Google Maps for iPhone is back, and it's a model of good design for mobile apps, according to developers, user experience (UX) experts, and visual designers.
As you’ll recall, Apple controversially dropped Google Maps from its new operating system for iPhones and iPads, iOS 6, and replaced it with its own software, Apple Maps, which has been unpopular with many users because of its error-prone data.
This week, Apple began distributing the new Google Maps for iPhone, which has been rebuilt from the ground up.
The app instantly became the most downloaded app on Apple’s iTunes store, receiving a 4.5/5 rating on thousands of ratings.
Here are some of the lessons other travel companies can draw from the app to design their own mobile apps.
This is a subtle touch: If you do a search and then shake your phone you receive this prompt: "You shook your phone! Your feedback and suggestions help us improve Google Maps!" You're then offered an option to send feedback, or to stop receiving such prompts.
The direction this is going in is a positive one: Take cues from user behavior to anticipate what the user might be thinking.
In this case, a shake of the iPhone mid-search suggests that the user is frustrated in some way, either by a mapping issue (wrong road name) or erroneous place details (shop is closed), or the app is buggy (report a crash).
Can your travel app have smart reactions triggered by the user's movements of his or her device?
Clever deployment of usage advice
First time user receive follow-up prompts on how to use the app when they return to the device.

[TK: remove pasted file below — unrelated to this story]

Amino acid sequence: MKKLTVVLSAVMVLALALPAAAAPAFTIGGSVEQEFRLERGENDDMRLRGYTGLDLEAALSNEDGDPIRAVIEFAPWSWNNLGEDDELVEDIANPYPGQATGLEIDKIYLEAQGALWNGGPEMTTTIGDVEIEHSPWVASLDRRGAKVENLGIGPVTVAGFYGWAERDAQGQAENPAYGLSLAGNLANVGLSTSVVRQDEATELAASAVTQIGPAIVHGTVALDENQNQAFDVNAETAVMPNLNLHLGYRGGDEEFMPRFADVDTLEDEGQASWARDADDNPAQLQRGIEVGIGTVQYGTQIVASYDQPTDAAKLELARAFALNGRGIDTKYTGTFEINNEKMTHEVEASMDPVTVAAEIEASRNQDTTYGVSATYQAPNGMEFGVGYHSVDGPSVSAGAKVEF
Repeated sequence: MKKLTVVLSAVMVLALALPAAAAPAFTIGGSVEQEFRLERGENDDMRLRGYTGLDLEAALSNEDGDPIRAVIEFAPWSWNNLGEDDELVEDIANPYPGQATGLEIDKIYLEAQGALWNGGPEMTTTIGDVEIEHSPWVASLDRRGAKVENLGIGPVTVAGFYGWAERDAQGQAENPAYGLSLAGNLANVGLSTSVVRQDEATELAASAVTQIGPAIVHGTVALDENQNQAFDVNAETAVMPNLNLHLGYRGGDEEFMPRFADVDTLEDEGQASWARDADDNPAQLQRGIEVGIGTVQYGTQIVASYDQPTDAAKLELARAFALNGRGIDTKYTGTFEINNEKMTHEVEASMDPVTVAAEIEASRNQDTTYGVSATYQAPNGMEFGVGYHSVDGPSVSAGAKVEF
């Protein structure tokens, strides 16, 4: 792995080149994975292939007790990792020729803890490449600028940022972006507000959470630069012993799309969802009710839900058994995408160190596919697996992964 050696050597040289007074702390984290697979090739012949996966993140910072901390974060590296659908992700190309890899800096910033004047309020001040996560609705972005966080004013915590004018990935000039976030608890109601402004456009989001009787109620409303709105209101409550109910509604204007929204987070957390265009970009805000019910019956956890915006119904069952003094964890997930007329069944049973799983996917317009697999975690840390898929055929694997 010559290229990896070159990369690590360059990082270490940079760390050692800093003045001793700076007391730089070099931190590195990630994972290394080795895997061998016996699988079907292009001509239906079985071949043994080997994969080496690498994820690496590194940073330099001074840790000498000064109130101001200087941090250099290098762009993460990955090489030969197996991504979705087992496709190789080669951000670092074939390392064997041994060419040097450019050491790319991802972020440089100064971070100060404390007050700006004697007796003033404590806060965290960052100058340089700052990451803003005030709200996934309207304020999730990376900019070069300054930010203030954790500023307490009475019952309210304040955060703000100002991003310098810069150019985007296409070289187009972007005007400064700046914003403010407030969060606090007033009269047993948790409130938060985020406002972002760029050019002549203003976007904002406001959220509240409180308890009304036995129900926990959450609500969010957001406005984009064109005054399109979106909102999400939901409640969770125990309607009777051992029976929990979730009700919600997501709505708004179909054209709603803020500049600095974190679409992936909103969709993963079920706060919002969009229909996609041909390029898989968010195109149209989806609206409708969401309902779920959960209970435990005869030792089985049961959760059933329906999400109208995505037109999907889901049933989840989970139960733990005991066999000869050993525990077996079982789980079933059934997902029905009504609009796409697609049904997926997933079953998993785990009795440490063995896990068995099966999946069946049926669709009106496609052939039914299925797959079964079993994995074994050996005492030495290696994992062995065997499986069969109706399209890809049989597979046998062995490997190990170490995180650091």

Yes, yes, we know that apps are supposed to be so intuitive to use that they don't need instruction. But a little bit of prompting never hurt anyone.
Some apps have an intro where they walk you through in a few screen swipes the major features of the app. Other apps, like the new Google Maps for iPhone, realize that users may not pick up all the tricks on the first go, so they prompt the users with a couple of tricks on their return.
Case in point: Google's new app has created a new icon, a rectangle with three dots in it, that is a mobile-first design creation. Click it, and it'll take you to layers for traffic, public transit, and satellite data—plus a link to download Google Earth. New users might never notice it to click on the icon.
So on a second return visit to the app, users are prompted with a quick pointer. A fully greyed out screen points to the instruction "Tap here to show satellite imagery and other views." Note the simplicity of that statement, which doesn't try to overexplain.
Similar advice pops up after the first destination search a user performs. Again, the key point is that the screen goes fully dark, to catch the user's attention, and the tip isn't too complicated.
("Tap or pull up for place details," with the very search that was just done used as an illustration and an arrow pointing the way to swipe.)
There's more than swiping left and right
The first iPhone apps trained users to navigate by swiping left and right. But the device is capable of much more than that, and thankfully Google is one of the travel companies that is helping to expand user expectations of what is possible with a mobile device.
The Maps app adds vertical navigation to the standard iPhone horizontal navigation. For instance, if you want more details on a location, you'll be swiping up from below.
This may be the creation of a new user expectation. Swipe left/right to move between functions, but swipe up/down to dive deeper for more information on the same function.
Subtle zooming effect
Fonts tend to be small on mobile apps for two reasons: making efficient use of screen real estate and creating a consistent, "art directed" look.
But looking at those tiny fonts can be exhausting.
When a user has clicked on information, that's a sign the user is focused on a particular subset of information. Why not subtly bump up the font size of that information, whether it's a menu or a set of details.
Designer Sacha Greif has created the following gif to illustrate how the menu’s elements appear to be getting closer to the user in Google Maps for iPhone. (By the way, Greif edits a useful e-mail newsletter called Sidebar, which delivers the day's 5 best design links.)